Luck underwent surgery on his throwing shoulder in January, and Colts owner Jim Irsay immediately declared the franchise quarterback would be ready for the start of the 2017 season.
The 28-year-old Stanford product’s rehab moved far slower than expected, however, and Ian Rapoport‏ of the NFL Network reported Indianapolis opted to place him on IR after progress stopped.
I don’t know what’s going on there, I really don’t,” Dungy said. “Is he going to play? Jim Irsay made a comment about six weeks ago, ‘You know, it’s inside his head now.'”
Flying to Europe to research treatments not available stateside is not a new approach.
In 2013, Sally Jenkins of the Washington Post noted longtime Indianapolis quarterback Peyton Manning went across the Atlantic four separate times “trying various therapies or promised miracle cures” during his recovery from neck problems.
Luck has been one of the NFL’s top quarterbacks when healthy. He tossed 40 touchdowns across 16 games in 2014 and tallied 31 more in 15 contests last year. Alas, he only played seven games in 2015 due to injuries and will now sit out the entire 2017 campaign.

Ezekiel Elliott suspension: Cowboys RB now suspended after court denies emergency motion

Ezekiel Elliott suspension: Cowboys RB now suspended after court denies emergency motion
Ezekiel Elliot’s six-game suspension is back on after the Second U.S. Circuit Court of Appeals denied his request for an emergency motion.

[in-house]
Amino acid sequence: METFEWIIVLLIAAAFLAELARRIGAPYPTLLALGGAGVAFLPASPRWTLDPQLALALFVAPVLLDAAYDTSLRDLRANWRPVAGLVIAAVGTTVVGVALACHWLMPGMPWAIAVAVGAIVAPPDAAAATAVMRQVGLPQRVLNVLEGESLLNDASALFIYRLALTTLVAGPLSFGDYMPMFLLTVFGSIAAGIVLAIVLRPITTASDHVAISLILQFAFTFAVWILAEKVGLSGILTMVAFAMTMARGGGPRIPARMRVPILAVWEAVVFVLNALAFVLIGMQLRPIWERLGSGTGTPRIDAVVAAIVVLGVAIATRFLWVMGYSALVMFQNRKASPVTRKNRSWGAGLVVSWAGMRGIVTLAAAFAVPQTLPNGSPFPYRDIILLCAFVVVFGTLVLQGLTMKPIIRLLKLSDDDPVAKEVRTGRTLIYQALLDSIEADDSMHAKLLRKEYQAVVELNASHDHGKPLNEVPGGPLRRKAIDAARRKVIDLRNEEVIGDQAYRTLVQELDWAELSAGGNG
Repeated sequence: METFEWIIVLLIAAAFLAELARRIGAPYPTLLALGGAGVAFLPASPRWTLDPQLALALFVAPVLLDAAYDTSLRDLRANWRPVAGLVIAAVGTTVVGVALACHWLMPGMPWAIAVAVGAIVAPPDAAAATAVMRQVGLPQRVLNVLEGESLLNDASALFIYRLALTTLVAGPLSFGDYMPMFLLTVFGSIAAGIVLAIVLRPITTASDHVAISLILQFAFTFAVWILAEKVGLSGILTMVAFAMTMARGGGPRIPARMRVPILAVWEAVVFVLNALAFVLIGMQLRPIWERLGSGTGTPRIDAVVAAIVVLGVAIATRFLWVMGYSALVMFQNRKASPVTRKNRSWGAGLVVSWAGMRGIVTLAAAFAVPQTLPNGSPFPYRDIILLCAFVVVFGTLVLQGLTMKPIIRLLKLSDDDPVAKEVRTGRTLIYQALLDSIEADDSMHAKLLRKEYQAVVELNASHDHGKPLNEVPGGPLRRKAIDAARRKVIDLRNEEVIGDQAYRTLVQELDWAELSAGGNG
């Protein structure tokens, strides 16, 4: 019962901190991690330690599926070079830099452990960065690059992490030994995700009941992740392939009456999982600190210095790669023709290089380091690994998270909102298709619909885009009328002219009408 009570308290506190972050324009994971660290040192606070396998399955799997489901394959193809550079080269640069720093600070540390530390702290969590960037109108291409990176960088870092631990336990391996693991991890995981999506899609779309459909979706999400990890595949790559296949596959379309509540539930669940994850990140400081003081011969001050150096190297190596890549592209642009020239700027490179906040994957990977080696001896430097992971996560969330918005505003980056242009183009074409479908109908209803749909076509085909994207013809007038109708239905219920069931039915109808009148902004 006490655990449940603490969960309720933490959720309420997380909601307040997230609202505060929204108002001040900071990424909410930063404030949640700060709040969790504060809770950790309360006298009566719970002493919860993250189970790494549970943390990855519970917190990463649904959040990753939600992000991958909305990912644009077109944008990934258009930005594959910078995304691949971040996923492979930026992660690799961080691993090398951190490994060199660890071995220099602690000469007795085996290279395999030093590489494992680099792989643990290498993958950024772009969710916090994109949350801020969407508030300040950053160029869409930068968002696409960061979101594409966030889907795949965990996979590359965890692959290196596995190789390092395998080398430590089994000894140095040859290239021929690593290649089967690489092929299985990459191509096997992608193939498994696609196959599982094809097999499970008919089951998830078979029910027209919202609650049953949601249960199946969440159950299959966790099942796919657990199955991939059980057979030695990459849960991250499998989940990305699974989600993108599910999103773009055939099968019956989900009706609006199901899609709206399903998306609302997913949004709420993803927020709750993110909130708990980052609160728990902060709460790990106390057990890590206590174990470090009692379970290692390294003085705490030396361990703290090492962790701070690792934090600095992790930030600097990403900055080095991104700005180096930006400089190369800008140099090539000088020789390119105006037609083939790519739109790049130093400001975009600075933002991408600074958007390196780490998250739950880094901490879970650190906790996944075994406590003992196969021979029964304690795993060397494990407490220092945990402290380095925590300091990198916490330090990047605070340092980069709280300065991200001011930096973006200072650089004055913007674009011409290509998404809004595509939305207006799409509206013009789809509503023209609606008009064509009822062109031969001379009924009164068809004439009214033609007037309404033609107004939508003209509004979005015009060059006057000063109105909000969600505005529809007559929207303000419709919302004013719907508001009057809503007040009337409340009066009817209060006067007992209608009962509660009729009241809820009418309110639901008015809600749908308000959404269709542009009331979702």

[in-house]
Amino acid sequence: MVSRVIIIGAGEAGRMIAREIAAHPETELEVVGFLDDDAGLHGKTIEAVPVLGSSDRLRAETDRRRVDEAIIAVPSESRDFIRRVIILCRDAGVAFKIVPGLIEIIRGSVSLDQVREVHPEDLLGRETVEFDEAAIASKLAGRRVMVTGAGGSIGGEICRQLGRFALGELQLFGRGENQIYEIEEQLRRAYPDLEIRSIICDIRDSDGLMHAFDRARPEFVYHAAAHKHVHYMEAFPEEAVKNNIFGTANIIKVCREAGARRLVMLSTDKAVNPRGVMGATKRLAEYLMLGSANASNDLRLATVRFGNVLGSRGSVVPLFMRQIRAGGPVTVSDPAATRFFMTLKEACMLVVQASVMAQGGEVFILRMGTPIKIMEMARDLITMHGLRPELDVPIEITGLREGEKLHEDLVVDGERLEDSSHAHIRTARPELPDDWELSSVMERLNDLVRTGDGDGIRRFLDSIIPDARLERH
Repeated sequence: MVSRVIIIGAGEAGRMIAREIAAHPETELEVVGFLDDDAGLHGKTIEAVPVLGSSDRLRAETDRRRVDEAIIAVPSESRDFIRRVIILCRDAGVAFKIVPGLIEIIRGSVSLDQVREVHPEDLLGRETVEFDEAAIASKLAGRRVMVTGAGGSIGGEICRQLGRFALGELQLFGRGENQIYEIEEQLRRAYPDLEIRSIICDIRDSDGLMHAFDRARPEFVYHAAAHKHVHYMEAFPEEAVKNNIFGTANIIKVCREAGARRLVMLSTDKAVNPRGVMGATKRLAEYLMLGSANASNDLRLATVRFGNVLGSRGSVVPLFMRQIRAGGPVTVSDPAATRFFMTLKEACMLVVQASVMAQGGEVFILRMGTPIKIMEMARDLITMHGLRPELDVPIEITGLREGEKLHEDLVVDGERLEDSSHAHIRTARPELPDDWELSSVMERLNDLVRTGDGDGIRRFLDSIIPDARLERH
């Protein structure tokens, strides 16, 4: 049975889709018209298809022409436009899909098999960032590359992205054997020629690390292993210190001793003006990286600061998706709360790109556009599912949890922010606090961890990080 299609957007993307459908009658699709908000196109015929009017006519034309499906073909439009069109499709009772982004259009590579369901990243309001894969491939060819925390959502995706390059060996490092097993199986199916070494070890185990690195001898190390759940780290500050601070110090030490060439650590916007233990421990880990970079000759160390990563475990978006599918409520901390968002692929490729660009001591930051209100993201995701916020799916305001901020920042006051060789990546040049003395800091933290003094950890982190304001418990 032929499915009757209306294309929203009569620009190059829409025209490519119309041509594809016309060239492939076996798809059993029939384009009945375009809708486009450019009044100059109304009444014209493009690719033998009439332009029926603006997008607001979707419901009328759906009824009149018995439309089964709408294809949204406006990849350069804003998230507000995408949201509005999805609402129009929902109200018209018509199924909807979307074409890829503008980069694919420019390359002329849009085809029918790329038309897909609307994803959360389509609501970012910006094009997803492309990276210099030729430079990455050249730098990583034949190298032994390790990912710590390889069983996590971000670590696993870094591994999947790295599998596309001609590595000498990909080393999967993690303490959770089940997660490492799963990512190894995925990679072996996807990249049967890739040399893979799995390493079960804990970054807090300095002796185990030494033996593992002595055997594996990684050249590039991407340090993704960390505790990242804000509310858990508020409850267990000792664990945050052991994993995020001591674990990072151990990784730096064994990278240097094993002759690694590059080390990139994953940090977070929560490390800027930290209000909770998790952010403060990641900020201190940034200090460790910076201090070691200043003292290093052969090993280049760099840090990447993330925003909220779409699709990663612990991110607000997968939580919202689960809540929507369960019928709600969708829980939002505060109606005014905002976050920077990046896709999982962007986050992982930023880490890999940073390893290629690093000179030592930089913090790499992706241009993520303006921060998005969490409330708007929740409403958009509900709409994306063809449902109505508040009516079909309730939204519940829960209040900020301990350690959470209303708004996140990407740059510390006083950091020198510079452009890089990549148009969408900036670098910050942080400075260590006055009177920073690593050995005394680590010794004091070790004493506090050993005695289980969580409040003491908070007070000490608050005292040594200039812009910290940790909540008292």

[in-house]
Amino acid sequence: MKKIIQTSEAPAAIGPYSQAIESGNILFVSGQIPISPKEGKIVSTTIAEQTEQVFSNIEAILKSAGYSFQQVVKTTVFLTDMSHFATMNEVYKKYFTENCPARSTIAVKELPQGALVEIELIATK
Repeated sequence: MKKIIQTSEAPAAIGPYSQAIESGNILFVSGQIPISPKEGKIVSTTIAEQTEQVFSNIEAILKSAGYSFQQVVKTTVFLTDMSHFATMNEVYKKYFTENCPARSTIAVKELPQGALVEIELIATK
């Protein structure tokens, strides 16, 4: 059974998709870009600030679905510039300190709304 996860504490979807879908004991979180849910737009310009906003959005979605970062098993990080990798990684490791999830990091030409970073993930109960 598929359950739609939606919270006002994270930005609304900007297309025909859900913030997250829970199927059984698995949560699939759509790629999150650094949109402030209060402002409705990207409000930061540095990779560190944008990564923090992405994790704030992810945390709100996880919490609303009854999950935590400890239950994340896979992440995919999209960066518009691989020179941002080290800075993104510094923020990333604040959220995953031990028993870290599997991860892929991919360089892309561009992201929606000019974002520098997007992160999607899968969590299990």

Ezekiel Elliot’s six-game suspension is back on after the Second U.S. Circuit Court of Appeals denied his request for an emergency injunction at a hearing Thursday in New York.
A series of injunctions and restraining orders have allowed Elliott, 22, to play to this point, but a three-judge panel decided another injunction wasn’t in the cards for the Cowboys running back.
The NFL Players’ Association requested an expedited appeal, and the court responded later Thursday by scheduling a hearing for Dec. 1, meaning Elliott is guaranteed to miss at least the next four games.

The NFLPA has argued a suspension would irreparably harm Elliott’s career. The NFL, however, said roughly 100 players have been suspended for approximately 500 games over the past season and a half, therefore “Elliott’s claim of irreparable injury is indistinguishable from those that could be made by 100 other players.”

Elliott is second in the NFL with 783 rushing yards and tied for the league lead with seven rushing scores. If his six-game suspension is upheld at the Dec. 1 hearing, he would be eligible to return the field on Dec. 24 when the Cowboys, currently 5-3, face the Seahawks at home.
The six-game suspension stems from a domestic violence allegation by Elliott’s former girlfriend in July of 2016. NFL commissioner Roger Goodell initially decided there was enough “persuasive evidence supporting” Tiffany Thompson’s allegations of domestic abuse.
The union immediately appealed Goodell’s decision and Elliott has been able to play while the case works its way through the legal system and led to hard feelings between Cowboys owner Jerry Jones and Goodell.

Stewart Love on Twitter @stewartlovenfl